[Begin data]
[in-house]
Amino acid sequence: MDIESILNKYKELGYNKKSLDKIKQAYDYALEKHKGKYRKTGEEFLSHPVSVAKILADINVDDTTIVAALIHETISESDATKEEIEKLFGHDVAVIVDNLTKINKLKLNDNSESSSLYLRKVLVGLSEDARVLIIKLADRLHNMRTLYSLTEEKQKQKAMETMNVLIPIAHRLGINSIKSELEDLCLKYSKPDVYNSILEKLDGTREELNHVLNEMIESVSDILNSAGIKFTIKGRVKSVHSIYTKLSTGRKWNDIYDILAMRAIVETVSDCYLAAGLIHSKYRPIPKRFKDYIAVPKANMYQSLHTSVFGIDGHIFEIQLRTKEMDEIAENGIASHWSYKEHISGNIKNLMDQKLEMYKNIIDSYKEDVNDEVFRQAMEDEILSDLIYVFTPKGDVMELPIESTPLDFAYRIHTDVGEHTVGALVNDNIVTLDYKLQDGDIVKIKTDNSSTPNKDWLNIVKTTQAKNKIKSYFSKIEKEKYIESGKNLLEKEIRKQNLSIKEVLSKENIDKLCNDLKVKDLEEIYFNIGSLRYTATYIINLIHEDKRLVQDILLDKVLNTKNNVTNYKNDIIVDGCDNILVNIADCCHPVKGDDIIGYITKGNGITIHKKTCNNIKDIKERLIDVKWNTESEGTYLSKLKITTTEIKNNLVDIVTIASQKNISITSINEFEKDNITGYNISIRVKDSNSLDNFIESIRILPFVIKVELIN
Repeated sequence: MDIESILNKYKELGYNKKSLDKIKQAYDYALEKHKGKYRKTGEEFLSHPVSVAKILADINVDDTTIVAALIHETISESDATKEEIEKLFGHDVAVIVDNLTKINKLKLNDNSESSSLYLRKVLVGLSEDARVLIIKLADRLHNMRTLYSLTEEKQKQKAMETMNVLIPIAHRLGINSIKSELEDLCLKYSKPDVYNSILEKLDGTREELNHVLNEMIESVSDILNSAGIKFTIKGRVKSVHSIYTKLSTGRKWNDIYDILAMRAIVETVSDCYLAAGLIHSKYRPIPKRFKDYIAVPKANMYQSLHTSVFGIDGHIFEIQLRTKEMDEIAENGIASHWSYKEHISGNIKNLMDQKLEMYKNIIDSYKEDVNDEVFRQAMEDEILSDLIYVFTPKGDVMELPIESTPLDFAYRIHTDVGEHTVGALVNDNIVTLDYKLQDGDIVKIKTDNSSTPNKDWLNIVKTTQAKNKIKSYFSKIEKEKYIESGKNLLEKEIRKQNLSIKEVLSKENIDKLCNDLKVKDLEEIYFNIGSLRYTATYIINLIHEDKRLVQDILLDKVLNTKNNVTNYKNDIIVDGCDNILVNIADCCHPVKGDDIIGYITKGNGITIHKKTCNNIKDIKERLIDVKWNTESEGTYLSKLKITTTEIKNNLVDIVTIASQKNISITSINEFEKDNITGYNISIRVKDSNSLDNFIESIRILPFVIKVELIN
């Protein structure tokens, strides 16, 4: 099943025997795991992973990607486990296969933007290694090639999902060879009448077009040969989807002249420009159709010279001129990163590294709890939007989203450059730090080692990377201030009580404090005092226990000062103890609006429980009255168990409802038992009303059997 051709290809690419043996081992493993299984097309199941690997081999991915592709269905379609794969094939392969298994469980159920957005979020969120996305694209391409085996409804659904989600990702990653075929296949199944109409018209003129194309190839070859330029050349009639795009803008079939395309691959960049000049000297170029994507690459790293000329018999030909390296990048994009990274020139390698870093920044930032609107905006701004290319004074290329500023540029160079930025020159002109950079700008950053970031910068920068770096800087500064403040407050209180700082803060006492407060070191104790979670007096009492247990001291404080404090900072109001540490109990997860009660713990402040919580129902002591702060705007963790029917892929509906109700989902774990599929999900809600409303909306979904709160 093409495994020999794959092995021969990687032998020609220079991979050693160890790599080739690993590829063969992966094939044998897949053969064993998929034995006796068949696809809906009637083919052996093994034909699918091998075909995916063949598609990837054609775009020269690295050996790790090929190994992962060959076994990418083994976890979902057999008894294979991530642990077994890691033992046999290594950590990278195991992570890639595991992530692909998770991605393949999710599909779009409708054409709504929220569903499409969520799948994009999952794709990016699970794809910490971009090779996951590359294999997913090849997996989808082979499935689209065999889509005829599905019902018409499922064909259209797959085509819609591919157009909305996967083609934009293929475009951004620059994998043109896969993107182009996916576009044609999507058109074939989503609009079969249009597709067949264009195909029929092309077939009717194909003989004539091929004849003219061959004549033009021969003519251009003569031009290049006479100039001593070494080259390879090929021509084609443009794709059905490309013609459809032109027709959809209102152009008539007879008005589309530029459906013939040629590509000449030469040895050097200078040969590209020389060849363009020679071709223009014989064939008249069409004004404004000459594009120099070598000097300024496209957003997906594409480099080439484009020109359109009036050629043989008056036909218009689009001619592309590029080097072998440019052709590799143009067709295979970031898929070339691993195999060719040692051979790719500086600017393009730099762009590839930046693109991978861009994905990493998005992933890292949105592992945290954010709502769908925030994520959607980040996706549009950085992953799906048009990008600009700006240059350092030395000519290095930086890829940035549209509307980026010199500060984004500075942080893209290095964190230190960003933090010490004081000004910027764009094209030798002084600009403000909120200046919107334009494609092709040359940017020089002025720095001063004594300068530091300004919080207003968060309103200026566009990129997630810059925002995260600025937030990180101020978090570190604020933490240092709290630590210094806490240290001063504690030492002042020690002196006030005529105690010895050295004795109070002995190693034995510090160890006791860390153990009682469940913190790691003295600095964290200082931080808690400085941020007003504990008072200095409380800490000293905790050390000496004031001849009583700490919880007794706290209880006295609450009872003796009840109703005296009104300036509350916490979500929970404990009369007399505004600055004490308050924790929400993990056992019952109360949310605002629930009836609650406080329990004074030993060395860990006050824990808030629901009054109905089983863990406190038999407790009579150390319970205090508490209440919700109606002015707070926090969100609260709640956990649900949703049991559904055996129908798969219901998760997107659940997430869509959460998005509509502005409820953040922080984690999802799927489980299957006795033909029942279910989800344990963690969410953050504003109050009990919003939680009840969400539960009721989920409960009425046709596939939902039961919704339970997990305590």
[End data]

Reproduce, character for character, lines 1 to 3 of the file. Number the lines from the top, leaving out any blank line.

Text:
[in-house]
Amino acid sequence: MDIESILNKYKELGYNKKSLDKIKQAYDYALEKHKGKYRKTGEEFLSHPVSVAKILADINVDDTTIVAALIHETISESDATKEEIEKLFGHDVAVIVDNLTKINKLKLNDNSESSSLYLRKVLVGLSEDARVLIIKLADRLHNMRTLYSLTEEKQKQKAMETMNVLIPIAHRLGINSIKSELEDLCLKYSKPDVYNSILEKLDGTREELNHVLNEMIESVSDILNSAGIKFTIKGRVKSVHSIYTKLSTGRKWNDIYDILAMRAIVETVSDCYLAAGLIHSKYRPIPKRFKDYIAVPKANMYQSLHTSVFGIDGHIFEIQLRTKEMDEIAENGIASHWSYKEHISGNIKNLMDQKLEMYKNIIDSYKEDVNDEVFRQAMEDEILSDLIYVFTPKGDVMELPIESTPLDFAYRIHTDVGEHTVGALVNDNIVTLDYKLQDGDIVKIKTDNSSTPNKDWLNIVKTTQAKNKIKSYFSKIEKEKYIESGKNLLEKEIRKQNLSIKEVLSKENIDKLCNDLKVKDLEEIYFNIGSLRYTATYIINLIHEDKRLVQDILLDKVLNTKNNVTNYKNDIIVDGCDNILVNIADCCHPVKGDDIIGYITKGNGITIHKKTCNNIKDIKERLIDVKWNTESEGTYLSKLKITTTEIKNNLVDIVTIASQKNISITSINEFEKDNITGYNISIRVKDSNSLDNFIESIRILPFVIKVELIN
Repeated sequence: MDIESILNKYKELGYNKKSLDKIKQAYDYALEKHKGKYRKTGEEFLSHPVSVAKILADINVDDTTIVAALIHETISESDATKEEIEKLFGHDVAVIVDNLTKINKLKLNDNSESSSLYLRKVLVGLSEDARVLIIKLADRLHNMRTLYSLTEEKQKQKAMETMNVLIPIAHRLGINSIKSELEDLCLKYSKPDVYNSILEKLDGTREELNHVLNEMIESVSDILNSAGIKFTIKGRVKSVHSIYTKLSTGRKWNDIYDILAMRAIVETVSDCYLAAGLIHSKYRPIPKRFKDYIAVPKANMYQSLHTSVFGIDGHIFEIQLRTKEMDEIAENGIASHWSYKEHISGNIKNLMDQKLEMYKNIIDSYKEDVNDEVFRQAMEDEILSDLIYVFTPKGDVMELPIESTPLDFAYRIHTDVGEHTVGALVNDNIVTLDYKLQDGDIVKIKTDNSSTPNKDWLNIVKTTQAKNKIKSYFSKIEKEKYIESGKNLLEKEIRKQNLSIKEVLSKENIDKLCNDLKVKDLEEIYFNIGSLRYTATYIINLIHEDKRLVQDILLDKVLNTKNNVTNYKNDIIVDGCDNILVNIADCCHPVKGDDIIGYITKGNGITIHKKTCNNIKDIKERLIDVKWNTESEGTYLSKLKITTTEIKNNLVDIVTIASQKNISITSINEFEKDNITGYNISIRVKDSNSLDNFIESIRILPFVIKVELIN